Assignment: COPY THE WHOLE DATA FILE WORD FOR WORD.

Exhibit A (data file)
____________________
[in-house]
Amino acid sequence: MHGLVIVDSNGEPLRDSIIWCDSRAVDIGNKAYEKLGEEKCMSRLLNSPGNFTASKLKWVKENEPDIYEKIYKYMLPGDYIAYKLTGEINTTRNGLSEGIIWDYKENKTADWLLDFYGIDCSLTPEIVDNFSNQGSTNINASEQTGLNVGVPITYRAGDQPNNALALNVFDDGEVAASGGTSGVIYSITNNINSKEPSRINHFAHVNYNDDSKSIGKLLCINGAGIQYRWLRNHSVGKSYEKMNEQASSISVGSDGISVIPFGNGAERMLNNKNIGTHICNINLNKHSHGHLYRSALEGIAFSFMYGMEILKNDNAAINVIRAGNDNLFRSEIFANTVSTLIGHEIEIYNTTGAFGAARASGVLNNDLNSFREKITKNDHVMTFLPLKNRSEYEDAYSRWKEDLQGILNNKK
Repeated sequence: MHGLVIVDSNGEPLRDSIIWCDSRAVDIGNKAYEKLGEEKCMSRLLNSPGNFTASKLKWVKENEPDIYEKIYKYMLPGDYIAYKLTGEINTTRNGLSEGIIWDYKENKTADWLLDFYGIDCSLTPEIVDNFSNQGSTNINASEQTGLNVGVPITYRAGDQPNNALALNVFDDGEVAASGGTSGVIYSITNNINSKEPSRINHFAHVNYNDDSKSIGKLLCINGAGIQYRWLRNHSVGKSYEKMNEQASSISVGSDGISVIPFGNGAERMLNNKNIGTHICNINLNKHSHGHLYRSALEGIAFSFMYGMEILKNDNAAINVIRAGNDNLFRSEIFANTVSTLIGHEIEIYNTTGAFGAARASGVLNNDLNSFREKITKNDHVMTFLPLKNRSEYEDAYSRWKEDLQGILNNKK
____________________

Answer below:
[in-house]
Amino acid sequence: MHGLVIVDSNGEPLRDSIIWCDSRAVDIGNKAYEKLGEEKCMSRLLNSPGNFTASKLKWVKENEPDIYEKIYKYMLPGDYIAYKLTGEINTTRNGLSEGIIWDYKENKTADWLLDFYGIDCSLTPEIVDNFSNQGSTNINASEQTGLNVGVPITYRAGDQPNNALALNVFDDGEVAASGGTSGVIYSITNNINSKEPSRINHFAHVNYNDDSKSIGKLLCINGAGIQYRWLRNHSVGKSYEKMNEQASSISVGSDGISVIPFGNGAERMLNNKNIGTHICNINLNKHSHGHLYRSALEGIAFSFMYGMEILKNDNAAINVIRAGNDNLFRSEIFANTVSTLIGHEIEIYNTTGAFGAARASGVLNNDLNSFREKITKNDHVMTFLPLKNRSEYEDAYSRWKEDLQGILNNKK
Repeated sequence: MHGLVIVDSNGEPLRDSIIWCDSRAVDIGNKAYEKLGEEKCMSRLLNSPGNFTASKLKWVKENEPDIYEKIYKYMLPGDYIAYKLTGEINTTRNGLSEGIIWDYKENKTADWLLDFYGIDCSLTPEIVDNFSNQGSTNINASEQTGLNVGVPITYRAGDQPNNALALNVFDDGEVAASGGTSGVIYSITNNINSKEPSRINHFAHVNYNDDSKSIGKLLCINGAGIQYRWLRNHSVGKSYEKMNEQASSISVGSDGISVIPFGNGAERMLNNKNIGTHICNINLNKHSHGHLYRSALEGIAFSFMYGMEILKNDNAAINVIRAGNDNLFRSEIFANTVSTLIGHEIEIYNTTGAFGAARASGVLNNDLNSFREKITKNDHVMTFLPLKNRSEYEDAYSRWKEDLQGILNNKK